It was an idyllic scene. It could have been an Impressionist’s painting of families vacationing at the beach: August sun, white sand, gentle surf of the Gulf, blue sky, fathers building sand castles with their daughters, mothers lathering their sons with lotion, people of all ages walking the beach. It was peaceful and serene. In the evening, grown-ups in beach chairs faced the west to watch the sun go down. When there are clouds, the sunset seems to span the Gulf of Mexico in a spectacular array of colors.
Looking at this scene, I realized that, even though I did not know the vacationers on the beach, I was connected with them. Each of us is a child of God, the Creator who had separated dry land from the waters, made the sun and the sky, and brought beauty to the formless wasteland. Our Father wanted us to enjoy his gift of the world and to live in harmony. “Let everything that has breath give praise to the Lord” (Psalm 150).
I was moved by the wonder. I thought of St. Francis of Assisi seeing each person as his sister or brother, praising God for Brother Sun and Sister Lark.
I remembered from Conjectures of a Guilty Bystander the famous revelation of Thomas Merton at the corner of Fourth and Walnut in Louisville in 1958: “I was suddenly overwhelmed with the realization that I loved all those people, that they were mine and I theirs, that we could not be alien to one another even though we were total strangers. And if only everybody could realize this! But it cannot be explained. There is no way of telling people that they are all walking around shining like the sun.”
I know I was only seeing a snapshot that day. It was real, but not the whole picture. I was at the beach because my sister-in-law let me use her condo for a week. Others in our society are not that fortunate: seniors who can’t afford their bills, hungry children during the summer months without school lunches, workers who do not get a vacation, refugee families from Iraq or Syria living in stark poverty.
If from my spot in the shade I could see all the people there as my sisters and brothers, how would I see them when I left the beach? There I was relaxed with leisure time to pray, read, and think. Would I be patient with the driver who cut me off in traffic, the shopper at the supermarket who couldn’t find her credit card? Would I greet and express my gratitude to my sisters and brothers collecting the trash? They are all children of God.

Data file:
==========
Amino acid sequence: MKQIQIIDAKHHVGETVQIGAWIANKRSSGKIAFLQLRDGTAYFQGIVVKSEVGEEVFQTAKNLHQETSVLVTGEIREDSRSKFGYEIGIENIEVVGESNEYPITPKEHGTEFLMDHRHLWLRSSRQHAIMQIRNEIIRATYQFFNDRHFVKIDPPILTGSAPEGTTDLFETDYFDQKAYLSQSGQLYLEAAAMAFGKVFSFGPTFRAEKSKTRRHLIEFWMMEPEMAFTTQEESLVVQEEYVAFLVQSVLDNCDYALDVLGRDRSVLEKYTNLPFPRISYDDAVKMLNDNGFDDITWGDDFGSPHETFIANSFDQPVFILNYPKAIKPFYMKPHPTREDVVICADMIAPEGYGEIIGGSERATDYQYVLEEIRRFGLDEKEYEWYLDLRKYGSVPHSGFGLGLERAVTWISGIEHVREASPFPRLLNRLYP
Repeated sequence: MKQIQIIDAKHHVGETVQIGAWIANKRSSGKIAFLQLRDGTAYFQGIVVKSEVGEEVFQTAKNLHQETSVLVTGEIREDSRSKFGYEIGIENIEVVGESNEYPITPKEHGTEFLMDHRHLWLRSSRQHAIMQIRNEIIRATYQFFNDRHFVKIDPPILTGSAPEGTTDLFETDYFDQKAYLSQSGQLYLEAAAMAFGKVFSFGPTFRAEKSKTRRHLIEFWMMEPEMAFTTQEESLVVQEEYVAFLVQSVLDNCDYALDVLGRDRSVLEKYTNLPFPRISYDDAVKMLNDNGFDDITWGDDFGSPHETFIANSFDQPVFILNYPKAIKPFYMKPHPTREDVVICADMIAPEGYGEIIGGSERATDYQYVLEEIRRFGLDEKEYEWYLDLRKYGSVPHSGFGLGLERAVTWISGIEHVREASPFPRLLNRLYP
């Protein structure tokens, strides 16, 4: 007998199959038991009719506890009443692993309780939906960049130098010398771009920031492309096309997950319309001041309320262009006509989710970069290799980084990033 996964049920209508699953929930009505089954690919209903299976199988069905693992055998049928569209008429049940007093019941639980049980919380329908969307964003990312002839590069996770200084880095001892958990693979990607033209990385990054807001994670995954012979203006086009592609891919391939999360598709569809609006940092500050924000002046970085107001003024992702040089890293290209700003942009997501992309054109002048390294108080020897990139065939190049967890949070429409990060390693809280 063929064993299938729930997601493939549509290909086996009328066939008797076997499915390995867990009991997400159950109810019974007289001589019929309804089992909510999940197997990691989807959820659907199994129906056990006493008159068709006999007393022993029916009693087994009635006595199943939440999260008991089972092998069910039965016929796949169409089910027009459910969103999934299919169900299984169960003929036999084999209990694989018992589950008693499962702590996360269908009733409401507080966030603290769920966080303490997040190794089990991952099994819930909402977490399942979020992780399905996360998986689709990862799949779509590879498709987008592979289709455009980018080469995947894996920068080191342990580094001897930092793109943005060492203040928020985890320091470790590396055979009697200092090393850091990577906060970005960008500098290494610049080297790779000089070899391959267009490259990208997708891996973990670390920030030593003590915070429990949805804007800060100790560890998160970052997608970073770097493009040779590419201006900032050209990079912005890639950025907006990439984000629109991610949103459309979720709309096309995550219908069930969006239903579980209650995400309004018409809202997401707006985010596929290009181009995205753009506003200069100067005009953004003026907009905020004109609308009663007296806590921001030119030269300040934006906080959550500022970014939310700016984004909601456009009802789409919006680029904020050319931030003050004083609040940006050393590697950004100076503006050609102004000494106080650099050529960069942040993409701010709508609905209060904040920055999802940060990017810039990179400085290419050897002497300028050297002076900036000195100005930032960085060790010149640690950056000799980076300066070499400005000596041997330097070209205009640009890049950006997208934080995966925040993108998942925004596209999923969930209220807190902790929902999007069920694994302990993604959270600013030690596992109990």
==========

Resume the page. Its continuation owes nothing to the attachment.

As it reads in Psalm 8: “O Lord, our Lord, how awesome is your name through all the earth!”
Dear Friar Jim: I was able to share your message about working in a retirement home and the comforting thought of God always being near us and our loved ones. Two friends had to place their mothers in hospice care. They do not live in the same town and cannot be with her 24/7. Hopefully this advice will comfort them, too. Pat
A: Dear Pat: Thanks. I know there are so many left alone in nursing homes with no one to visit them. It is consoling to know that God never leaves them. Friar Jim
Dear Friar Jim: Thank you for your reflection on the ways God communicates with us. I admit to sometimes having the feeling that God is “up there,” even though I know God is all around me. Your reference to a mother communicating her love to her child really hit the mark, as I could easily remember holding my daughter, feeling a tsunami of tenderness wash over me. Louise
A: Dear Louise: Thanks. It’s normal for us to think of God “up there,” so I imagine God is used to that. But there is no question that God is with each of us. I imagine that he is particularly close to the thousands of refugees risking their lives to find freedom, and all the children who live with hearts full of fear and terror. God is with them, too. Friar Jim